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My class function alway need do something before like this (Python):

class X:
 def f1():
  #### 
  if check() == False: 
   return;
  set_A()
  ####
  f1_do_something

 def f2():
  #### 
  if check() == False: 
   return;
  set_A()
  ####

  f2_do_something

And I want to :

class X:
 def f1():
  # auto check-return-set_A()
  f1_do_something

 def f2():
  # auto check-return-set_A() 
  f2_do_something

I've read about design patterns and I do not know how to apply design patterns in this case. If there is no any suitable design patterns, are there any other solution to this problem?

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1 Answer 1

up vote 5 down vote accepted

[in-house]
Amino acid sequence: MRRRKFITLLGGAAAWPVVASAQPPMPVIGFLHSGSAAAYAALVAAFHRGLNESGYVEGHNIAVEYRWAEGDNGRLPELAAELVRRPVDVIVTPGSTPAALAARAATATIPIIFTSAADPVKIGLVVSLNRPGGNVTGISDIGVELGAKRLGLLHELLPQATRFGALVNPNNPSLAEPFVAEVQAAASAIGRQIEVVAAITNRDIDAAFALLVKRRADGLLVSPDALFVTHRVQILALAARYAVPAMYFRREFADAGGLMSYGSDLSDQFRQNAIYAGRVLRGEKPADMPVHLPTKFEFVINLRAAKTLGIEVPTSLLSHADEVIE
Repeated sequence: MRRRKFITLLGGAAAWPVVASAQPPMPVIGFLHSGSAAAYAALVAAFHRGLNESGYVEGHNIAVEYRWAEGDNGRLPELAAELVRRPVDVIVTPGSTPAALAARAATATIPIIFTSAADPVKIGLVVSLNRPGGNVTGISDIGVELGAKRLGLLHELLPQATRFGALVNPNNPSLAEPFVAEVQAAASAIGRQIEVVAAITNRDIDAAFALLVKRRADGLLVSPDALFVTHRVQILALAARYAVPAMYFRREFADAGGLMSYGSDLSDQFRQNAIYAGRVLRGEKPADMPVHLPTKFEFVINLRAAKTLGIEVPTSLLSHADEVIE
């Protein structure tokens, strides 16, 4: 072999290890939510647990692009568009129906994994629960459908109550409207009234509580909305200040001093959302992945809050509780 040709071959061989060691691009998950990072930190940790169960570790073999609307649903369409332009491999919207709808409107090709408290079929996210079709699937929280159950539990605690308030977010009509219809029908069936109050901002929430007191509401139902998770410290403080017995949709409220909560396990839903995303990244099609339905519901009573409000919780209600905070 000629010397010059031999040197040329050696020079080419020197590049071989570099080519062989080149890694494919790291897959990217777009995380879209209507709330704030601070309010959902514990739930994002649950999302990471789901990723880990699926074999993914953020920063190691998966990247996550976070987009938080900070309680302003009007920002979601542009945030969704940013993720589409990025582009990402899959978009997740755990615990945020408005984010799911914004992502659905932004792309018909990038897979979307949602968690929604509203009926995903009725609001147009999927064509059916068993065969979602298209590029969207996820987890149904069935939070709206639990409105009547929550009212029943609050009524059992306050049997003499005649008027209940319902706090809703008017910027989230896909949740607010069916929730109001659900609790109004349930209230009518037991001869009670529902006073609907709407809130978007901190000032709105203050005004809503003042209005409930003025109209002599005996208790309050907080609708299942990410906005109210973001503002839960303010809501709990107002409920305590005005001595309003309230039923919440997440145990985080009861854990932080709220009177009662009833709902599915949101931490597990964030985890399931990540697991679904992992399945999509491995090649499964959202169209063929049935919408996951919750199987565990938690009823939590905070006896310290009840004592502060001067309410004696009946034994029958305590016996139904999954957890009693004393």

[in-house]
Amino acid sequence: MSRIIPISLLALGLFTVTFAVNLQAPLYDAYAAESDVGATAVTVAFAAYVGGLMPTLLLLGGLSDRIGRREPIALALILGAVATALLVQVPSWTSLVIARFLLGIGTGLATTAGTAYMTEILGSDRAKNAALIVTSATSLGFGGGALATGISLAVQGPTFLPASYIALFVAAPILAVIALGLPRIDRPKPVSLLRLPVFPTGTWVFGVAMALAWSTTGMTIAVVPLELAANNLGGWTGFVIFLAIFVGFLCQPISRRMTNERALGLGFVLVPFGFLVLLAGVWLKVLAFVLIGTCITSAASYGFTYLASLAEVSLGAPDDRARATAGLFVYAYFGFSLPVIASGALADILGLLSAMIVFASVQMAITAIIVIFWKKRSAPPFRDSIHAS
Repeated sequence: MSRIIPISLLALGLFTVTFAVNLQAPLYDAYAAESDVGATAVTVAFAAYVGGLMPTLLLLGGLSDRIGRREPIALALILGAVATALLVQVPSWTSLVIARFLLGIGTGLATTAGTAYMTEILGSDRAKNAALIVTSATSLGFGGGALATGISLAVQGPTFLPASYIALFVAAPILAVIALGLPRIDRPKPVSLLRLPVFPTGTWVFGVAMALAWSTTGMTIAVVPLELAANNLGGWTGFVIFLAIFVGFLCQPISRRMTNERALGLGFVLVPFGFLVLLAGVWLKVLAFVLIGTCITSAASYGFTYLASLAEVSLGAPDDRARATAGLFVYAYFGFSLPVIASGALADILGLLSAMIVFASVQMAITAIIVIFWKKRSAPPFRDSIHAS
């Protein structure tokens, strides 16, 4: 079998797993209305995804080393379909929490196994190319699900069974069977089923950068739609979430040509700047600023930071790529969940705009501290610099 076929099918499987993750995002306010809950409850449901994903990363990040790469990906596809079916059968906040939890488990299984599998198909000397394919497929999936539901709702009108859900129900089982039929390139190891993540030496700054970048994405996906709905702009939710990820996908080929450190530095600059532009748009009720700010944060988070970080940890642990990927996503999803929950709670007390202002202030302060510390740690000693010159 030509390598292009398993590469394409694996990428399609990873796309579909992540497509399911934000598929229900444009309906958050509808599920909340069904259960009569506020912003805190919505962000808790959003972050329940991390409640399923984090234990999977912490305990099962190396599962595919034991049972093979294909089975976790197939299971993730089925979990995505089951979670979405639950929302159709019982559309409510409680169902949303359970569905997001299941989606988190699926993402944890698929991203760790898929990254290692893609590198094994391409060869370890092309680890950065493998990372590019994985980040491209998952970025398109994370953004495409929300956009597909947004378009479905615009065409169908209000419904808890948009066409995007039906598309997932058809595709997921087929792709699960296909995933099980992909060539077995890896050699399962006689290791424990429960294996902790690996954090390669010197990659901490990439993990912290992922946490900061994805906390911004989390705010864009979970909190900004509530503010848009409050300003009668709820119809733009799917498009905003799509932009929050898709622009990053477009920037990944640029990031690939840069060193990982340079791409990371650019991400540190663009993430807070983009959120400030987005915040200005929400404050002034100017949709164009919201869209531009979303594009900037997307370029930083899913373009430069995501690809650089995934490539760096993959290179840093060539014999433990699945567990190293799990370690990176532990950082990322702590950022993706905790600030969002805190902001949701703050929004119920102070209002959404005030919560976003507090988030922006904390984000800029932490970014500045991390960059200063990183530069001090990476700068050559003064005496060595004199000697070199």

You could use a decorator:

#!/usr/bin/env python

def check(f, *args, **kwargs):
    def inner(*args, **kwargs):
        print 'checking...'
        return f(*args, **kwargs)
    return inner

class Example(object):

    @check
    def hello(self):
        print 'inside hello'

    @check
    def hi(self):
        print 'inside hi'

if __name__ == '__main__':
    example = Example()
    example.hello()
    example.hi()

This snippet would print:

checking...
inside hello
checking...
inside hi

If you go this route, please check out functools.wrap, which makes decorators aware of the original function's name and documentation.

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1  
I suggest decorate your decorator with the function decorator decorator: docs.python.org/library/functools.html#functools.wraps –  Anders Waldenborg Jan 11 '12 at 6:35
    
@AndersWaldenborg, thanks, added a note to my post. I haven't added it directly in the code, because I wanted to keep it as simple as possible to focus on the idea. –  miku Jan 11 '12 at 6:38

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